Saturday, 11 June 2011

Portland prepares for millions of climate refugees from Las Vegas and Los Angeles

Soon to be the new home for Hollywood and the Las Vegas casinos?

Millions of desperate climate refugees from Los Angeles, Las Vegas, Phoenix, Denver and other cities are expected to flee to Portland in the next decades, if we are to believe Kat West, director of the Multnomah County (incl. the city of Portland) Office of Sustainability:

Climate disruption will be the defining issue of this century and probably for centuries to come. No famine, no war, no plague, not even natural disasters will compare with the impacts of this event on human civilization.
University of Arizona studies indicate that if greenhouse gases continue to go unchecked, the overused Colorado River – which supplies municipal and agricultural water to seven western states – may be reduced to half of its current flow under a plausible worst-case scenario.
The great cities of Phoenix, Los Angeles and Las Vegas could start to empty out after desperate measures to import water from other areas (including ours) fails. And it’s not just the Southwest that will be impacted; the populations of Denver and Salt Lake City also will face serious water shortages.
Millions of displaced Americans could be on the move. They will not be the first climate refugees in the world, nor the last, but they certainly will be knocking on our door.
We really have only two choices: stamp our feet in frustration or seize this opportunity to prepare for these inevitable guests. If we choose opportunity, we need to start incorporating a revised population estimate into our planning scenarios immediately. We could be facing a population that tops 6 million people in the metro region in the not-too-distant future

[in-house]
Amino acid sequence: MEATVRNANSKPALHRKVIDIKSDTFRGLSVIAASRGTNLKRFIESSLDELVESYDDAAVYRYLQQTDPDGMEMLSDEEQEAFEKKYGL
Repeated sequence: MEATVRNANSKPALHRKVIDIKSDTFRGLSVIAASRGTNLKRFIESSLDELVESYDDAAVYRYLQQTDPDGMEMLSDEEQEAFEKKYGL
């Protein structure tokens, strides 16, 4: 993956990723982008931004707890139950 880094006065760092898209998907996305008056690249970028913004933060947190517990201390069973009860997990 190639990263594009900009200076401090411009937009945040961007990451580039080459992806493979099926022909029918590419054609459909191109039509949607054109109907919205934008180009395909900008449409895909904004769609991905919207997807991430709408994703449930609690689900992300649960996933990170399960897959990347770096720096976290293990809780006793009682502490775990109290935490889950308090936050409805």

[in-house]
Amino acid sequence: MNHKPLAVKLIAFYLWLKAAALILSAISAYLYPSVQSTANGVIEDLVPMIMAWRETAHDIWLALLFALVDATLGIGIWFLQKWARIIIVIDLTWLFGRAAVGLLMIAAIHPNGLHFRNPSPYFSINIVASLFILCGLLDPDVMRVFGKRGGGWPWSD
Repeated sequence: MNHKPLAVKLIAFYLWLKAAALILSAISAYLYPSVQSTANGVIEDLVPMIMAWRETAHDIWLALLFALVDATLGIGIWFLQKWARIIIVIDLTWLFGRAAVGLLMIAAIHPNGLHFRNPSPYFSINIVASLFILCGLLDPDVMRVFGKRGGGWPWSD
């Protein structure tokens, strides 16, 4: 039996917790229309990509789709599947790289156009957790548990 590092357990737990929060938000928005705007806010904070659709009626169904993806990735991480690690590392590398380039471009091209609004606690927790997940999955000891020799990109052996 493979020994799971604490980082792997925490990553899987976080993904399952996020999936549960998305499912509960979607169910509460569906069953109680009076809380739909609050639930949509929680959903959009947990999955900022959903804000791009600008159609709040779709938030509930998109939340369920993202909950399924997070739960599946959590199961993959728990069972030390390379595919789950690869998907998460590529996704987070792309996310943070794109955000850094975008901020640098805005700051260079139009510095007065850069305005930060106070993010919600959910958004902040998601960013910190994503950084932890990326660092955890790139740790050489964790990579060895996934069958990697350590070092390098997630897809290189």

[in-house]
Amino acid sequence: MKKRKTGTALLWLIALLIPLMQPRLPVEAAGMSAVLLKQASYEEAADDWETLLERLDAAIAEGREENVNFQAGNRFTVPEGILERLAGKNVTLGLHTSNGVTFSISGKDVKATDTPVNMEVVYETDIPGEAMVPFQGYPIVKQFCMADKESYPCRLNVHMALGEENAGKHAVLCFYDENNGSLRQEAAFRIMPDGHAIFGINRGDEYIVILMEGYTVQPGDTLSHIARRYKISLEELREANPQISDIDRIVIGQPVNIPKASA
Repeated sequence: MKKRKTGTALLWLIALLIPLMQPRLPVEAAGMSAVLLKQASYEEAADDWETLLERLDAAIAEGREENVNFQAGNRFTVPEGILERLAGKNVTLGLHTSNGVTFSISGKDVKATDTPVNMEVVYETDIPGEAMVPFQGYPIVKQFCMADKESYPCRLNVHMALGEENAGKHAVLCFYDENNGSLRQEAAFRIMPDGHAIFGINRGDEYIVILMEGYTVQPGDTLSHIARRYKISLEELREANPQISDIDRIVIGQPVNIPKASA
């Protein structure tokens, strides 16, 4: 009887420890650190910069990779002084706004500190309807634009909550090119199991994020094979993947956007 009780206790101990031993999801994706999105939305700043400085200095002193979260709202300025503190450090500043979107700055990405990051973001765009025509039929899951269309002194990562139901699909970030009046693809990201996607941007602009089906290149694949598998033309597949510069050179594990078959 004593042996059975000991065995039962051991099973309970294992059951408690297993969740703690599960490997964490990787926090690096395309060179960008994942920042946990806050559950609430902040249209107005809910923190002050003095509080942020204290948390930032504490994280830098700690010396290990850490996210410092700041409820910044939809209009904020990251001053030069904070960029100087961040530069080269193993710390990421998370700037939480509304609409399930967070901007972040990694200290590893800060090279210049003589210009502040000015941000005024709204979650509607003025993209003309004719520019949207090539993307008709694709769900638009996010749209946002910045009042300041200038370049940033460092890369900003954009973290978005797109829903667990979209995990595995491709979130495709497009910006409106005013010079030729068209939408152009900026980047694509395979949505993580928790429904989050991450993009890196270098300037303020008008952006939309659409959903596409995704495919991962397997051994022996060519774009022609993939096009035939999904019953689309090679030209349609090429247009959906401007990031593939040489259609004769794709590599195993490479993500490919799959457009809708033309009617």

Read the entire article here


It is, of course, quite OK for city and county officials anywhere to make plans for dealing with possible natural disasters and other unexpected events. But when a highly paid official describes the future in the way Ms. West does, at least a few taxpayers in Portland may begin to wonder, do we get value for our money?

Multnomah County, the most populous county in Oregon, including the city of Portland, employs 4500 people. The Office of Sustainability modestly describes itself in this way:

"Multnomah County, headquartered in Portland, OR, is a national leader in promoting sustainability"

Future climate refugees may want to contact the director:

Kat West
Director, Office of Sustainability

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